Organized in 1908, this church began in a tent meeting where ninety-one members joined- thirty-eight on profession of faith and fifty-three by transfer of membership. The first pastor was Rev. R. W. Cannon. The first building was also erected in 1908. The trees were given by Joseph Herring and were sawed by H.I. Clay without charge. In 1944, the building was remodeled and five Sunday school rooms were added. In 1939, the Woman's Society of Christian Service, now UMW, was organized with six members. In 1951, the extension of S.R. 179 necessitated moving the building. This was done in 1952 and an annex added. The present building was erected in 1958-1959.
The parsonage was completed in 1956 and dedicated by Bishop Arthur J. Moore. During the 1960s, a Hammond organ, a stained glass window over the choir loft, an altar candle/cross set, and altar screens were donated and dedicated during Homecoming services held on January 19, 1964. In the 1990s, additional updates were made to the sanctuary that included the installation of stained glass windows, brass and glass pendant light fixtures, and new carpet and pew cushions. On January 29, 1995, a dedication service was held to present these gifts to the glory of God, to the upbuilding of human life, and to the service of the church. In June 2014, the church was moved from the dissolved Thomasville District to the newly organized Southwest District.
The Bethel Methodist Church was organized in 1882. Three acres of land, given by Mr. Josh Merritt in 1885, was given and it includes the ground on which the church now stands, the cemetery, and a lot of lands on which timber now grows. The names on the deed are George A. Wight, B. H. Powell, N. M. Griffin, T. H. Herring, I. J. Williams, William Powell, and Casper Walker who were trustees of the Cairo Circuit, Thomasville District at the time. The church structure, which the members built, still stands on the same spot. The cemetery was started before there was a building and the deed drawn up. Mr. Jonathan Merritt was the first person to be buried in Bethel Cemetery in November 1882. The first couple to be married in the church was Mr. William A. Bell and Miss Amalea L. Herring in 1884. Worship services were held once a month on Saturdays and Sundays. A Sunday school was organized before 1890 and continued until 1972.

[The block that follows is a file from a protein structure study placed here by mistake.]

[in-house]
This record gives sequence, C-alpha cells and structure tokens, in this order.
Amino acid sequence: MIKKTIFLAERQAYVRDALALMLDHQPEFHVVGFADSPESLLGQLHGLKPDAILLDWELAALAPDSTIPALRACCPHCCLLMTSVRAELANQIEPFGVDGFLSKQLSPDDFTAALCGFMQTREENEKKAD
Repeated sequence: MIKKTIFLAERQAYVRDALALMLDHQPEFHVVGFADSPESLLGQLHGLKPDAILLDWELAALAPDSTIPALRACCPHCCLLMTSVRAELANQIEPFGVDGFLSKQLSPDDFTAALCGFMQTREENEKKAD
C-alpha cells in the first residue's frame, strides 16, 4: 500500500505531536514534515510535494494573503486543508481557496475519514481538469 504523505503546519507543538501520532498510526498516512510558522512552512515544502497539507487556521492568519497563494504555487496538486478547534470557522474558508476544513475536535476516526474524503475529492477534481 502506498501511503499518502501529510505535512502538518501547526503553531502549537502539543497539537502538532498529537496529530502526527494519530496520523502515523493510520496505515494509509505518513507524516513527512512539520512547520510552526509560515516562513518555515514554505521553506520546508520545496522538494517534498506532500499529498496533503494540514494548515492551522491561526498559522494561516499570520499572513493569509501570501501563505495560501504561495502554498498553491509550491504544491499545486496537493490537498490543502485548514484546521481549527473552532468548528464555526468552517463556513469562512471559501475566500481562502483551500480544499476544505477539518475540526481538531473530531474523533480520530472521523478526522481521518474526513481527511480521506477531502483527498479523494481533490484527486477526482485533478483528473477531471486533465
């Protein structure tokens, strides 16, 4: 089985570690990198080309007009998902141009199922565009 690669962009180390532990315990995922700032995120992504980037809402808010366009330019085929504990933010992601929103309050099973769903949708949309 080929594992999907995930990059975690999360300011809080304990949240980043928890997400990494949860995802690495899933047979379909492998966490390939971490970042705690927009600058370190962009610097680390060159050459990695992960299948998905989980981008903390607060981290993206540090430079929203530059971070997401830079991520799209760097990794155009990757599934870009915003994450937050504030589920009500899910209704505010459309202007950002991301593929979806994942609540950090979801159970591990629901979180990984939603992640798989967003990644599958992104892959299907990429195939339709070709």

In 1945, under the pastorate of Rev. Paul Barrett, the Woman's Society of Christian Service was organized with nine charter members and Mrs. Alvie Harrell serving as the first President. In 1972, this organization changed its name to the United Methodist Women.
On March 16, 1955, the official boards of Calvary and Bethel Churches met and, under the leadership of Rev. J. B. Smith, Superintendent of the Thomasville District, and Rev. Buford Fulford, pastor of the Cairo Circuit, a new Charge called Calvary-Bethel was formed. Rev. Fulford was appointed the first pastor.
The ground was broken in September 1955, to build a new parsonage. A. M Gainey Jr., Carl Jones and Earl Williams from Calvary, and Leroy Hopkins Jr. and M. J. Johnson from Bethel were appointed as the parsonage building committee. The parsonage was dedicated by Bishop Arthur J. Moore on March 4, 1956. In 1959, new pews and flower stands were bought and the pulpit, pulpit furniture, and altar rail were refinished. In 1966, Centennial joined the charge. Central heating and cooling were added to the building and the Sunday school classrooms were remodeled for use as a Social Hall in 1974.
First known as Possum Shuffle, this church was organized in 1872. Its first building was a log structure used also as a school. The first pastor was Rev. William Powell, who was assisted by Sam Cassels, a layman. Rev. Walter C. Jones was the first ordained minister of the Metcalf Circuit, this church's earlier charge. In 1884, the present building was erected across the road from the log structure by the laymen and named in honor of the 100th anniversary of the first Methodist Conference in America, 1784. The sanctuary was divided by a lattice rail, men sitting on one side and women on the other. Nail holes are still visible down the backs of center pews where the rail was attached. Before 1961, the building was heated by wood; each member brought a few pieces for each service. The outside walls have been covered with cypress shingles.
In 1961, gas heaters were installed. In 1962, a dozen new song books and a piano were donated. During the late 1960s, a kneeling bench was added around the chancel rail. Trees were cut and sold and fish fries held to add funds to the church improvement fund.